The Bush administration and the CIA tortured al-Qaida suspects because they wanted evidence that linked Saddam Hussein to 9/11 and could be used to justify the 2003 invasion of Iraq, Middle East expert Patrick Cockburn writes at The Independent.

“The agency was under intense pressure from the White House and senior figures in the Bush administration to extract confessions confirming co-operation between the Iraqi leader and al-Qaeda, although no significant evidence was ever found,” Cockburn continued. In the interview with The Real News Network above, Cockburn adds that the Senate report released in early December did not attempt to determine the motivations behind the torture.

Cockburn traces his claim to a 2009 Senate Armed Services Committee report on detainee abuse. The report quotes a former U.S. Army psychiatrist named Maj. Charles Burney, who had been stationed at Guantanamo Bay, as saying interrogators were compelled to prioritize the search for links between Saddam Hussein and al-Qaida.

“A large part of the time we were focused on trying to establish a link between al-Qaeda and Iraq,” Burney said. And when interrogators didn’t do this “there was more and more pressure to resort to measures that might produce more immediate results.”

As Cockburn confirmed in another interview with The Real News Network, any alleged link the CIA could have gotten from a suspect’s confession would have been unreliable because “somebody who is under duress, is suffering extreme pain because of torture, will say anything to stop it. He’ll say whatever he expects his torturers want him to say. So of course he’ll say, yes, al-Qaeda was linked to Saddam Hussein, he’ll say anything you want him to say. But it’s extremely dubious information.”

But under pressure from their bosses, interrogators pursued such confessions anyway. Cockburn continues at The Independent:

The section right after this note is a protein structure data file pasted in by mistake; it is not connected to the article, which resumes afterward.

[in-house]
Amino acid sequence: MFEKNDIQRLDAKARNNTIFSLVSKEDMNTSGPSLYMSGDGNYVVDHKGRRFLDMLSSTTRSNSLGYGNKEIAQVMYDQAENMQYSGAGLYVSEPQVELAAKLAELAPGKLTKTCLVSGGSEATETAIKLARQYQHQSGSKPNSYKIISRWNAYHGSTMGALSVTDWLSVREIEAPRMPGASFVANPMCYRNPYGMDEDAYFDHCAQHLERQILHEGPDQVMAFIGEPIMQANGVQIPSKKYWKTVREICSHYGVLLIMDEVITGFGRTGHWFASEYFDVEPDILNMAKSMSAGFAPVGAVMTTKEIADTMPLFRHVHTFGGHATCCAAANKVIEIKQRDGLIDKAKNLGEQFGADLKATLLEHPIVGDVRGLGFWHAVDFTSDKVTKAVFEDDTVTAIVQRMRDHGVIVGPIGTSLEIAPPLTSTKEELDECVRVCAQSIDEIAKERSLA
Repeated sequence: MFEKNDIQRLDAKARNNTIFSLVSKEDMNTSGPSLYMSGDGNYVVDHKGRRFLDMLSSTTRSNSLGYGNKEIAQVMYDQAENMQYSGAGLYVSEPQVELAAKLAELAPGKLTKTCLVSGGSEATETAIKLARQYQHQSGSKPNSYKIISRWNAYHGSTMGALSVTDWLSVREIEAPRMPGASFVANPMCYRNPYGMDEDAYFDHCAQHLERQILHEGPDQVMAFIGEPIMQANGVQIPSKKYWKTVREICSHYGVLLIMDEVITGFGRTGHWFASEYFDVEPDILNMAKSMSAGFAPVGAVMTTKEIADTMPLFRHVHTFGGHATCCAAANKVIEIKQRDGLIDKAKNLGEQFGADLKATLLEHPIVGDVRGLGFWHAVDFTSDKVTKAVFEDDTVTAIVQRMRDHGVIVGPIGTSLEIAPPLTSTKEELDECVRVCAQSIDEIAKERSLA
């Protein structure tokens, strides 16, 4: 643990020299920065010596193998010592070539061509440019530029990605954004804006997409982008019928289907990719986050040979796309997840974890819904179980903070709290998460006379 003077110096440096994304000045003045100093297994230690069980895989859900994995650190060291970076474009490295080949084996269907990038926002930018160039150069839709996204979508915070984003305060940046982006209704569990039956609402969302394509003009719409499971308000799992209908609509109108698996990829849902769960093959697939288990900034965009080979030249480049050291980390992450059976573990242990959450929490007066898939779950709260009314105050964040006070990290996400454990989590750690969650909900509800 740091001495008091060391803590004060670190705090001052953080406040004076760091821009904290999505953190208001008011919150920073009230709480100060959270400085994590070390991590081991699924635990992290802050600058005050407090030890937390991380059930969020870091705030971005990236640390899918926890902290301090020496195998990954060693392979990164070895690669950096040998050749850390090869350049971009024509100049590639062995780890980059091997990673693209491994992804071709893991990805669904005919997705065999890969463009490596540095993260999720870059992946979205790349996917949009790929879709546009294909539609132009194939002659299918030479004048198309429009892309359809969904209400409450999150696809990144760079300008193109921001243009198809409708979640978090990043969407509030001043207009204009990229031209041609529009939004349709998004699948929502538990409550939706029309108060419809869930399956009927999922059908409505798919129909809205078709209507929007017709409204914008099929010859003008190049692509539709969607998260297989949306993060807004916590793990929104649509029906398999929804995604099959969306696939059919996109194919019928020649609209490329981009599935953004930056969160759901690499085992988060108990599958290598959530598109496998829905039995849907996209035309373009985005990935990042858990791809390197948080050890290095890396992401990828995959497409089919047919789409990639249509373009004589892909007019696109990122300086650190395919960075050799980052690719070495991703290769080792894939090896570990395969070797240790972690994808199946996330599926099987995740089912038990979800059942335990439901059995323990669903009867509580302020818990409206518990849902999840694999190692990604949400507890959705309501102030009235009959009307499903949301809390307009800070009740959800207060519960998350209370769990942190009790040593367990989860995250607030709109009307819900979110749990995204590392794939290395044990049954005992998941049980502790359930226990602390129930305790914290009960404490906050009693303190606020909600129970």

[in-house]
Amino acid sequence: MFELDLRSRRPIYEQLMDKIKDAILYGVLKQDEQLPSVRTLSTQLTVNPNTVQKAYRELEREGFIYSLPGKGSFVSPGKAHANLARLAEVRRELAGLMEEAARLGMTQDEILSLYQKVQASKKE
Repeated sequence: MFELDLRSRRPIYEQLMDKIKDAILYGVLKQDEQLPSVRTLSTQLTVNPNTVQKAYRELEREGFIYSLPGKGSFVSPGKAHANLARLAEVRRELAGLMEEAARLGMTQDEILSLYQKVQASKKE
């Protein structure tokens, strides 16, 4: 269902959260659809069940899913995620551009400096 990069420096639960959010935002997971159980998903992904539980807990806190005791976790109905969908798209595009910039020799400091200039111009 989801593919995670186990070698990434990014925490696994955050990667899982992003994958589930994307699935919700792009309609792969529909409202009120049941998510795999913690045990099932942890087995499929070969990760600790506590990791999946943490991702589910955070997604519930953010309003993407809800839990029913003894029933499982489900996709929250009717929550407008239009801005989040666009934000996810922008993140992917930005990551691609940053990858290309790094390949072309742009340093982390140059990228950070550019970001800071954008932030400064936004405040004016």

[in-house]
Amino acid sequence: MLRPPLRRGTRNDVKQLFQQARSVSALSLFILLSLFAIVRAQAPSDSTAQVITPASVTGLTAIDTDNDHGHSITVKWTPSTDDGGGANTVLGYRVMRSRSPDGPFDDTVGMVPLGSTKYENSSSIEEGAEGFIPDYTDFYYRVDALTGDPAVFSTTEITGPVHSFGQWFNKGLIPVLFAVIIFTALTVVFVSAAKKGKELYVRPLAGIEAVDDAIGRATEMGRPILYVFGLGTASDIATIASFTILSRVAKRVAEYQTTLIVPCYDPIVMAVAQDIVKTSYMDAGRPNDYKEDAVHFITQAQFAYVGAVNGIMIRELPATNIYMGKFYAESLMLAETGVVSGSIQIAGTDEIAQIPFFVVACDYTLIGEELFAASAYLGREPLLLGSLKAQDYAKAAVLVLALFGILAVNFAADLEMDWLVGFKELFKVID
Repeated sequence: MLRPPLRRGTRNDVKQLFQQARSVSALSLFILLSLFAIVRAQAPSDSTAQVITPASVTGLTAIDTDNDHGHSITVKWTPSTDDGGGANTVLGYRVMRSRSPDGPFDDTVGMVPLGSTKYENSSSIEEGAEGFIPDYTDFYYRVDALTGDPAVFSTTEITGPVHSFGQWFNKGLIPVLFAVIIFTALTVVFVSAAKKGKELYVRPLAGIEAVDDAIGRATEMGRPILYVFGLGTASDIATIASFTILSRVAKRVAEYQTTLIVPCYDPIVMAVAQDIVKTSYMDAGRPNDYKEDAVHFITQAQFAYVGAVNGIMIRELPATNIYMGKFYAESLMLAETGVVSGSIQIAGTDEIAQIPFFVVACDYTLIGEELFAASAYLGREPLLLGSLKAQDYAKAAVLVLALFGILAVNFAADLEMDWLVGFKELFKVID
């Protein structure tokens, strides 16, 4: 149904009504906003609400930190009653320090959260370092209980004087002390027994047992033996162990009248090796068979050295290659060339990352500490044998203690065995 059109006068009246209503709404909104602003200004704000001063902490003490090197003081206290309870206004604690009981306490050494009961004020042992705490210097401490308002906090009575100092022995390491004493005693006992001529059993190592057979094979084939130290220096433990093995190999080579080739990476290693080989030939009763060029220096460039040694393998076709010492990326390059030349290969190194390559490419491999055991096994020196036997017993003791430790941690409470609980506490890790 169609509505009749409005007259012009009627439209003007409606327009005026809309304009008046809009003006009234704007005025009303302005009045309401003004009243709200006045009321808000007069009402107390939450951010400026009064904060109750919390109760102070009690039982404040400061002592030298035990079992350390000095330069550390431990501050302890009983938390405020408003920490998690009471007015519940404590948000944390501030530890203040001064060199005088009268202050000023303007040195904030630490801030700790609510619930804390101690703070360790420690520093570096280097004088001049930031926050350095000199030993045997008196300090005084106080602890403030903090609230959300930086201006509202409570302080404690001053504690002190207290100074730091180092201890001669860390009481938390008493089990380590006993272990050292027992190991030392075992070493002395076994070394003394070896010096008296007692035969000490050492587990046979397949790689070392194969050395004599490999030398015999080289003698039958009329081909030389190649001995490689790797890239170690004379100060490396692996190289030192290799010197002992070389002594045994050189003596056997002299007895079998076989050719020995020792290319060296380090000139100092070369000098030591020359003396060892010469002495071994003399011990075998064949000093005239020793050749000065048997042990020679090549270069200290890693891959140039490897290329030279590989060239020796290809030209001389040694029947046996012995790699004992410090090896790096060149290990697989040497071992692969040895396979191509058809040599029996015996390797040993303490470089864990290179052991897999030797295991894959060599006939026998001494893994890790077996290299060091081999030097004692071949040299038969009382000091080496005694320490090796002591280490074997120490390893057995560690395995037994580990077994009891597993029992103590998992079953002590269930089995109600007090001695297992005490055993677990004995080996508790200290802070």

This explanation is confirmed by an unnamed former senior US intelligence officer familiar with the interrogations, who told the McClatchy news agency that there were two reasons “why these interrogations were so persistent and why extreme methods were used”. One was fear there might be a second attack by al-Qaeda. He added that “for most of 2002 and into 2003, [Vice-President Dick] Cheney and [Defence Secretary Donald] Rumsfeld were also demanding proof of the links between al-Qaeda and Iraq.”

On being told repeatedly by the CIA that there was no reliable intelligence about such links, Mr Cheney and Mr Rumsfeld insisted harsher methods be used. The officer said: “There was constant pressure on the intelligence agencies and the interrogators to do whatever it took to get that information out of the detainees, and when people kept coming up empty, they were told by Cheney’s and Rumsfeld’s people to push harder.”

Cockburn added that “the CIA was in a poor position to resist pressure from the administration because of its failure to predict or prevent 9/11. But for security agencies, it was a moment of opportunity to gain bigger budgets, more personnel and wider authority in order to punish the perpetrators and prevent a second attack.

“Rewards went to any person or institution showing activity in pursuing these ends, regardless of its effectiveness. One use of the ‘enhanced interrogation techniques’ programme was to make the CIA a more important player when it came to bureaucratic rivalries in Washington.”

— Posted by Alexander Reed Kelly.

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